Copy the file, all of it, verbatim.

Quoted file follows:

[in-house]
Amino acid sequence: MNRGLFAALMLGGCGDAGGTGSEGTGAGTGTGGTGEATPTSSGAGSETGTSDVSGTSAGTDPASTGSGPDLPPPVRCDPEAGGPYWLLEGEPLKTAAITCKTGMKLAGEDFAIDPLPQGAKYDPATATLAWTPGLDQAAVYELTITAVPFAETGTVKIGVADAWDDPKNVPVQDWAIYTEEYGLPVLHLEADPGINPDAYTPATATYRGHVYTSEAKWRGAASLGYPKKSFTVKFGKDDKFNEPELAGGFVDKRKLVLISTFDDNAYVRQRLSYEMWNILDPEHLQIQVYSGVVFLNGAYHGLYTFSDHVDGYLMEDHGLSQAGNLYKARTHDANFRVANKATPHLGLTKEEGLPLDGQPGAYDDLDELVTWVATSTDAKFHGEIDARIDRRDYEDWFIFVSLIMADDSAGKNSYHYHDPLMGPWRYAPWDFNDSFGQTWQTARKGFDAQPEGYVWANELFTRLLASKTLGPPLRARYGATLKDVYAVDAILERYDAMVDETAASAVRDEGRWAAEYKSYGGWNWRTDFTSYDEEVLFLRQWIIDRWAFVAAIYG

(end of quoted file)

[in-house]
Amino acid sequence: MNRGLFAALMLGGCGDAGGTGSEGTGAGTGTGGTGEATPTSSGAGSETGTSDVSGTSAGTDPASTGSGPDLPPPVRCDPEAGGPYWLLEGEPLKTAAITCKTGMKLAGEDFAIDPLPQGAKYDPATATLAWTPGLDQAAVYELTITAVPFAETGTVKIGVADAWDDPKNVPVQDWAIYTEEYGLPVLHLEADPGINPDAYTPATATYRGHVYTSEAKWRGAASLGYPKKSFTVKFGKDDKFNEPELAGGFVDKRKLVLISTFDDNAYVRQRLSYEMWNILDPEHLQIQVYSGVVFLNGAYHGLYTFSDHVDGYLMEDHGLSQAGNLYKARTHDANFRVANKATPHLGLTKEEGLPLDGQPGAYDDLDELVTWVATSTDAKFHGEIDARIDRRDYEDWFIFVSLIMADDSAGKNSYHYHDPLMGPWRYAPWDFNDSFGQTWQTARKGFDAQPEGYVWANELFTRLLASKTLGPPLRARYGATLKDVYAVDAILERYDAMVDETAASAVRDEGRWAAEYKSYGGWNWRTDFTSYDEEVLFLRQWIIDRWAFVAAIYG